NPR’s Tamara Keith and Amy Walter of the Cook Political Report join John Yang to discuss the latest political news, including COVID-19 vaccine hesitancy, congressional debate on a bipartisan infrastructure deal, and the Jan. 6 Capitol insurrection investigation.
New York Times columnist David Brooks and Washington Post columnist Jonathan Capehart join Judy Woodruff to discuss the week in politics, including the potential breakthrough on the road to an infrastructure deal, the justice department’s lawsuit against Georgia’s voting restrictions, and the president’s plan to curb surging violent crime across the country.
Five stories to know for June 25:
1. Rescue crews picked through tons of rubble looking for survivors after the collapse of part of an oceanfront apartment tower near Miami, where officials reported at least one person dead and nearly 100 missing.
2. Hours after President Joe Biden declared “We have a deal” to renew the infrastructure of the United States, the Senate’s top Republican lashed out at plans to follow the $1.2 trillion bipartisan bill with another measure funding what Democrats call “human infrastructure.”
3. Former Minneapolis policeman Derek Chauvin will be sentenced for murdering George Floyd in May 2020 after a trial that was widely seen as a watershed moment in the history of U.S. policing.
4. An indigenous group in the Canadian province of Saskatchewan said it had found the unmarked graves of an estimated 751 people at a now-defunct Catholic residential school, just weeks after a similar, smaller discovery rocked the country.
5. The U.S. government, once openly dismissive of UFO sightings that for decades sparked the popular imagination, is poised to issue an expansive account of what it calls “unidentified aerial phenomena,” based heavily on observations by American military pilots.
Five stories to know for June 21:
1. Democrats in the U.S. Senate this week will try to advance legislation setting new national election standards, seeking to counter voting-rights rollbacks that Republican legislatures are pursuing across the country.
2. Nine children and a young father were killed when a van and other vehicles slammed together on a rain-drenched Alabama highway during Tropical Storm Claudette.
3. A bipartisan infrastructure plan costing a little over $1 trillion has been gaining support in the U.S. Senate, but disputes continued over how it should be funded.
4. Western officials warned Tehran that negotiations to revive its nuclear deal could not continue indefinitely, after the sides announced a break following the election of a new hardline president in Iran.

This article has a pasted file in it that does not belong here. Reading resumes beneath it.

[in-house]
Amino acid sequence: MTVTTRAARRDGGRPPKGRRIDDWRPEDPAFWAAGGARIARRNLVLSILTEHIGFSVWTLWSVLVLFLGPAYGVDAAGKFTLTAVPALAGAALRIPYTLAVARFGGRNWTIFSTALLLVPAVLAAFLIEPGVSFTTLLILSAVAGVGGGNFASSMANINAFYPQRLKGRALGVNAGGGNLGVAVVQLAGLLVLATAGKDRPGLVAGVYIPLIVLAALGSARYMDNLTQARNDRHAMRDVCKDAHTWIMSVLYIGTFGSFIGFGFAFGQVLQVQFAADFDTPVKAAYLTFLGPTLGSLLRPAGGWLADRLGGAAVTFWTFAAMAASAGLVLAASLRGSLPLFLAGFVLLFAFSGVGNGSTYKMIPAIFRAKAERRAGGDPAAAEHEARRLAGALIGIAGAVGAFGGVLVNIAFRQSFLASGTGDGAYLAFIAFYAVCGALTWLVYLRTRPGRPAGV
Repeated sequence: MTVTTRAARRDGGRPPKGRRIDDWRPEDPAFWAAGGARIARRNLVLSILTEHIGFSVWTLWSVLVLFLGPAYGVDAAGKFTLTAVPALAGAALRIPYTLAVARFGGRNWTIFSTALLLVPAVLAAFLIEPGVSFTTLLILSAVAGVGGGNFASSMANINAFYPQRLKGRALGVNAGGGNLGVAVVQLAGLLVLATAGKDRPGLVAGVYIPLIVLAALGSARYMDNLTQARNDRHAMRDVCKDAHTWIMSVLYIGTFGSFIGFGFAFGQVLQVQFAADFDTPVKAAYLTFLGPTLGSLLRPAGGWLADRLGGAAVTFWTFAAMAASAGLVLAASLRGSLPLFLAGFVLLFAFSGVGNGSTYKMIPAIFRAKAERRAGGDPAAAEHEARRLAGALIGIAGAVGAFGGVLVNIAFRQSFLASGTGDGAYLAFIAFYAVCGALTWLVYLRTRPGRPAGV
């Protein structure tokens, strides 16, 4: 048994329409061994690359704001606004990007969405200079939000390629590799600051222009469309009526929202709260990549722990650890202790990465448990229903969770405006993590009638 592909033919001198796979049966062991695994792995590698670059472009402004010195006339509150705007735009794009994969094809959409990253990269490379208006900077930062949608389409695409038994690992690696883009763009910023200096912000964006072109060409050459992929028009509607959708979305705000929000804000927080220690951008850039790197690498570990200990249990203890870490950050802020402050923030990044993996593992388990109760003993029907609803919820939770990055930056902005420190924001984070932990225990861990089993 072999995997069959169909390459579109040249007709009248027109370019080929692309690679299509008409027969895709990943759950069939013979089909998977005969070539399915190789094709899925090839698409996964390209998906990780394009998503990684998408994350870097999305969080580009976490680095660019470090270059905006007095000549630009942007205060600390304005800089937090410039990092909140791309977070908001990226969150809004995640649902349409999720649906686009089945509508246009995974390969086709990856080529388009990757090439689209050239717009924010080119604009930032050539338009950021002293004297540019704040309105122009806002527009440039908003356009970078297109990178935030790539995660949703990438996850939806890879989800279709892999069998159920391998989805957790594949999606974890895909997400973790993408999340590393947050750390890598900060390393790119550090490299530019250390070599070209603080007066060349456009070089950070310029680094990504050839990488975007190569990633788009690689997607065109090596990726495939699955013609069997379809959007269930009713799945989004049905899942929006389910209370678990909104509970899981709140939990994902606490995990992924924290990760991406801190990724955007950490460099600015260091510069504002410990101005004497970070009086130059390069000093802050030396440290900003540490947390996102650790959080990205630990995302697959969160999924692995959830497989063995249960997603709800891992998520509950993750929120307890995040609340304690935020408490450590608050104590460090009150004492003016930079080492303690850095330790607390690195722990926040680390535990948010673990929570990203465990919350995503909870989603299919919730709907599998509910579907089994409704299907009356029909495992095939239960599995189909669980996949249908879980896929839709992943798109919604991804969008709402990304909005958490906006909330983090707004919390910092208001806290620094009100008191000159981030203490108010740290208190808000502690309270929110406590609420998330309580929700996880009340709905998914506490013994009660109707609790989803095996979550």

5. Ethiopians voted in national and regional elections that the country’s prime minister has billed as proof of his commitment to democracy after decades of repressive rule in Africa’s second-most populous nation.
New York Times columnist David Brooks and Washington Post columnist Jonathan Capehart join Judy Woodruff to discuss the week in politics, including negotiations between President Biden and Republicans over infrastructure, Vice President Kamala Harris’s focus on the border and voting rights, and Republicans who are speaking out against former President Trump.
President Biden’s infrastructure plan calls for non-traditional projects like the removal of some highways. What Democrats want for cities like Baltimore says a lot about the President’s goals in the next wave of development. Photo: Carlos Waters/WSJ More from the Wall Street Journal: Visit WSJ.com:
A coalition of opposition parties say they’ve reached a power-sharing deal to form a new Israeli government, which would unseat Prime Minister Netanyahu after 12 years in office.
Democratic lawmakers in the Texas legislature have blocked GOP legislation, aimed at restricting voting options in that state. As a Memorial Day deadline passes without agreement, President Biden’s infrastructure bill appears to be falling victim to partisan divisions in Congress.
NPR’s Tamara Keith and Amy Walter of the Cook Political Report join Judy Woodruff to discuss the latest political news, including bipartisanship on infrastructure, a commission to investigate the January 6 insurrection and efforts across the country to audit votes from the 2020 election.
Closing arguments set for Monday in Derek Chauvin’s trial, five hurdles Democrats face to pass an infrastructure bill, and comfort dogs find bipartisan support on Capitol Hill.
NPR’s Tamara Keith and Amy Walter of the Cook Political Report join Judy Woodruff to discuss the latest political news, including President Biden’s bipartisanship style, his infrastructure package, and divisions within the Republican party.